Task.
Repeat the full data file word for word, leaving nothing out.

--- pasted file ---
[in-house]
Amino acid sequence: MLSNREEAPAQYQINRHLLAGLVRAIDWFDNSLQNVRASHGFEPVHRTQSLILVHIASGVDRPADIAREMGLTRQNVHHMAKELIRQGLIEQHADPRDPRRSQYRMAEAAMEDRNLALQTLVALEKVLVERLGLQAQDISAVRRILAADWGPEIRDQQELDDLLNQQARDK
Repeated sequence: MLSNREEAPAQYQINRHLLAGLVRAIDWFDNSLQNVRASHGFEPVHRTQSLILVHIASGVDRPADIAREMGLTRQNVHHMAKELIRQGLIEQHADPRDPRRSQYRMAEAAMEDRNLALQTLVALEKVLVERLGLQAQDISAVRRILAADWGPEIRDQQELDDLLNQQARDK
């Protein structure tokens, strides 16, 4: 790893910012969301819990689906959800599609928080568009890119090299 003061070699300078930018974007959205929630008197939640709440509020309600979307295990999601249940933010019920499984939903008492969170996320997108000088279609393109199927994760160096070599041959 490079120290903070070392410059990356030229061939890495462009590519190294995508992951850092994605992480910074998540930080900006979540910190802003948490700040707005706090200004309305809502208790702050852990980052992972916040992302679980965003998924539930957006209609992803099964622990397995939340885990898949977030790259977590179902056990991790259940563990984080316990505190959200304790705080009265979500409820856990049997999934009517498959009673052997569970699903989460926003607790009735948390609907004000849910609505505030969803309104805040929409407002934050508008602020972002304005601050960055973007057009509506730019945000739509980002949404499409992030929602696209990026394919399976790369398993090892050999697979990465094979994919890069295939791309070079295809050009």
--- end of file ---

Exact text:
[in-house]
Amino acid sequence: MLSNREEAPAQYQINRHLLAGLVRAIDWFDNSLQNVRASHGFEPVHRTQSLILVHIASGVDRPADIAREMGLTRQNVHHMAKELIRQGLIEQHADPRDPRRSQYRMAEAAMEDRNLALQTLVALEKVLVERLGLQAQDISAVRRILAADWGPEIRDQQELDDLLNQQARDK
Repeated sequence: MLSNREEAPAQYQINRHLLAGLVRAIDWFDNSLQNVRASHGFEPVHRTQSLILVHIASGVDRPADIAREMGLTRQNVHHMAKELIRQGLIEQHADPRDPRRSQYRMAEAAMEDRNLALQTLVALEKVLVERLGLQAQDISAVRRILAADWGPEIRDQQELDDLLNQQARDK
């Protein structure tokens, strides 16, 4: 790893910012969301819990689906959800599609928080568009890119090299 003061070699300078930018974007959205929630008197939640709440509020309600979307295990999601249940933010019920499984939903008492969170996320997108000088279609393109199927994760160096070599041959 490079120290903070070392410059990356030229061939890495462009590519190294995508992951850092994605992480910074998540930080900006979540910190802003948490700040707005706090200004309305809502208790702050852990980052992972916040992302679980965003998924539930957006209609992803099964622990397995939340885990898949977030790259977590179902056990991790259940563990984080316990505190959200304790705080009265979500409820856990049997999934009517498959009673052997569970699903989460926003607790009735948390609907004000849910609505505030969803309104805040929409407002934050508008602020972002304005601050960055973007057009509506730019945000739509980002949404499409992030929602696209990026394919399976790369398993090892050999697979990465094979994919890069295939791309070079295809050009």